Bank of Israel Hikes Rate to 4.5%, Warns Judicial Shakeup Could Badly Harm Economy
The Bank of Israel on Monday, April 3, lifted the benchmark interest rate for the ninth straight meeting, raising its key lending rate by 25 basis points to 4.5 percent, the highest level since before the 2008 crash, as the central bank battles inflation pressure and as “tremendous” uncertainty over the government’s judicial overhaul plan weighs on the economy.
“The uncertainty and the events we witnessed in recent weeks have naturally also had an impact on the Israeli economy,” said Bank of Israel governor Amir Yaron, speaking at a press conference in Jerusalem following the interest rate decision.
Specifically, Yaron warned about the “uncertainty deriving from the legislative processes related to the judicial system” and the substantial impact these could have on the “economic and financial developments in the short term and in the longer term, and therefore on the monetary policy that will be required.”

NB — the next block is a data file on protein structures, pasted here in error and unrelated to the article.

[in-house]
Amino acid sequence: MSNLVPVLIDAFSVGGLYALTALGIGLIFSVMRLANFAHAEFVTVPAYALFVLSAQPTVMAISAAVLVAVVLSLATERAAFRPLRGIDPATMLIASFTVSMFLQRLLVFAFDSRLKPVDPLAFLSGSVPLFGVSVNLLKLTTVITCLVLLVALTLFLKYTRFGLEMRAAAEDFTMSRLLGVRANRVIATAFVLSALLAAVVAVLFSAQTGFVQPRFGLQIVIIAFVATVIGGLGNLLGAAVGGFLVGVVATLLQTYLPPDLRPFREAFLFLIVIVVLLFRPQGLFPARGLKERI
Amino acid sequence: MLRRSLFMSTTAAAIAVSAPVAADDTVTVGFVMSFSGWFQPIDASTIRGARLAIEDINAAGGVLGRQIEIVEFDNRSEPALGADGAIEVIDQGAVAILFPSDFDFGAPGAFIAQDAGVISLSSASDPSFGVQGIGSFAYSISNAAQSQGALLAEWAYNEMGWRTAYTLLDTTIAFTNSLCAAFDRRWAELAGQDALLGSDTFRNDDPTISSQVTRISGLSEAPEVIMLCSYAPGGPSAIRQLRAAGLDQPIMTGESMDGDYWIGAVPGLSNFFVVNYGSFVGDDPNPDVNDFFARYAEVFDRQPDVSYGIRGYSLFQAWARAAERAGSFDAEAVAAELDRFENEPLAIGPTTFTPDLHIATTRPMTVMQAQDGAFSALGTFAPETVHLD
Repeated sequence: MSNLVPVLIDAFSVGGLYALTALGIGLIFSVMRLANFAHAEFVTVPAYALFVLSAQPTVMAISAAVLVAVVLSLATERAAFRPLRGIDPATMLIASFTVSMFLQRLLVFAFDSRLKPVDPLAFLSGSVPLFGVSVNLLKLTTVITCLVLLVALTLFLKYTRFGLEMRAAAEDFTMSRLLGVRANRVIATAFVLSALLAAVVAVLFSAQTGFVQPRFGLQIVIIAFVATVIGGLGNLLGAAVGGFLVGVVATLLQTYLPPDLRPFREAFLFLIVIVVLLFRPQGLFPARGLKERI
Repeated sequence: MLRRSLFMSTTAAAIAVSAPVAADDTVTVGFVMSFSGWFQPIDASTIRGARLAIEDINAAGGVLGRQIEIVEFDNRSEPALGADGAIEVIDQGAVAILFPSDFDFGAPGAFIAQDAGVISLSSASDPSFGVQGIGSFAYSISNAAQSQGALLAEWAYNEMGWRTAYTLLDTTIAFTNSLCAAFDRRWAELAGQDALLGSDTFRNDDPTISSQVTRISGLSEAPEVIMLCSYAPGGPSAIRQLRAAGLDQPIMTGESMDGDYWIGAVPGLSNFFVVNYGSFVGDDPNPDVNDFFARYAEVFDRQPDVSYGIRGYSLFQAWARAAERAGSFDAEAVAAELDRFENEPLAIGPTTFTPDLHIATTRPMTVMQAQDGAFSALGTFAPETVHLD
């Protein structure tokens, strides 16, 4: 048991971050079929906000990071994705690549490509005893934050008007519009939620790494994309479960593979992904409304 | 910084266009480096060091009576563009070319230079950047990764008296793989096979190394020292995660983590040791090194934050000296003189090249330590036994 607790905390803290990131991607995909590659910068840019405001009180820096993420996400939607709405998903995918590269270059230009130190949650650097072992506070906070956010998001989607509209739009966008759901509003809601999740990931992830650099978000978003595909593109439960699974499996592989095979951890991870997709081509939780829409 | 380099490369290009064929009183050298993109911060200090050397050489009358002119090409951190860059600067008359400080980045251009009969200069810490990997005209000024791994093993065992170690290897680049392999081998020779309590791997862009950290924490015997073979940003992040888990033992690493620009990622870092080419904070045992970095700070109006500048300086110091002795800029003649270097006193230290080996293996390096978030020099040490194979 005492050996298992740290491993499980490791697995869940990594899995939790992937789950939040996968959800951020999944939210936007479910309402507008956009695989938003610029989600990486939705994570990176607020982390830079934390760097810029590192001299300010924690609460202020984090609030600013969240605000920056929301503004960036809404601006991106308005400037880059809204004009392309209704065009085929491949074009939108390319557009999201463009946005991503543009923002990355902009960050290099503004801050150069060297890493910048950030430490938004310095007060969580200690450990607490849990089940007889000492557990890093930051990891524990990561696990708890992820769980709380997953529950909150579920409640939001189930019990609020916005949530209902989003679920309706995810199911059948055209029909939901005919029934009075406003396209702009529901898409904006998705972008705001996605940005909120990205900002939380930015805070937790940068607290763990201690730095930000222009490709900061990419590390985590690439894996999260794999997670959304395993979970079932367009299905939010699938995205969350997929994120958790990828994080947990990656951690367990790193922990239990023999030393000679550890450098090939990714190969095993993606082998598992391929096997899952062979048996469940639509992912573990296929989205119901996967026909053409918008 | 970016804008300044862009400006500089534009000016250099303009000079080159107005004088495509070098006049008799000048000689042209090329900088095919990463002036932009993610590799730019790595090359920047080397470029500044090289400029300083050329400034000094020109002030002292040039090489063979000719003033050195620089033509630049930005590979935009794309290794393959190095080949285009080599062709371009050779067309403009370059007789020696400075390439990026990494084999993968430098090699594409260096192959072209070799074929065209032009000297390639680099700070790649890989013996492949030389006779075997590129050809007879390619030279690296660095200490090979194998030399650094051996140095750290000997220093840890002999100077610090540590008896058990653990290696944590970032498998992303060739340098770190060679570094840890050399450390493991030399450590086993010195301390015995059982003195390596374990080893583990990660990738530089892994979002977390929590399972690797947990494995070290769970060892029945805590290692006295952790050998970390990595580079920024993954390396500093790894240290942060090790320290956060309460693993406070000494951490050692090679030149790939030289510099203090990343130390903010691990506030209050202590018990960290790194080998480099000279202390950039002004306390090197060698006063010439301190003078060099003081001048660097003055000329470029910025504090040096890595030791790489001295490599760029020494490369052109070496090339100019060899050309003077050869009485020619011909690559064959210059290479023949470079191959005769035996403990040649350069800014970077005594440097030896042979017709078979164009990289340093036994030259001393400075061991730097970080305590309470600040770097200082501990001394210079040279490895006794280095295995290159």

The central bank’s monetary committee decided to raise the benchmark rate to 4.5% from 4.25%, the smallest increase since April 2022.
The Bank of Israel has steadily raised its benchmark interest rate from a record low of 0.1% last April in a bid to rein in inflation, which has been hovering above 5% in annual terms for the past six months, falling short of the government’s target range of 1% to 3%. (TOi / VFI News)
“If you lend money to one of my people among you who is needy, do not treat it like a business deal; charge no interest.” - Exodus 22:25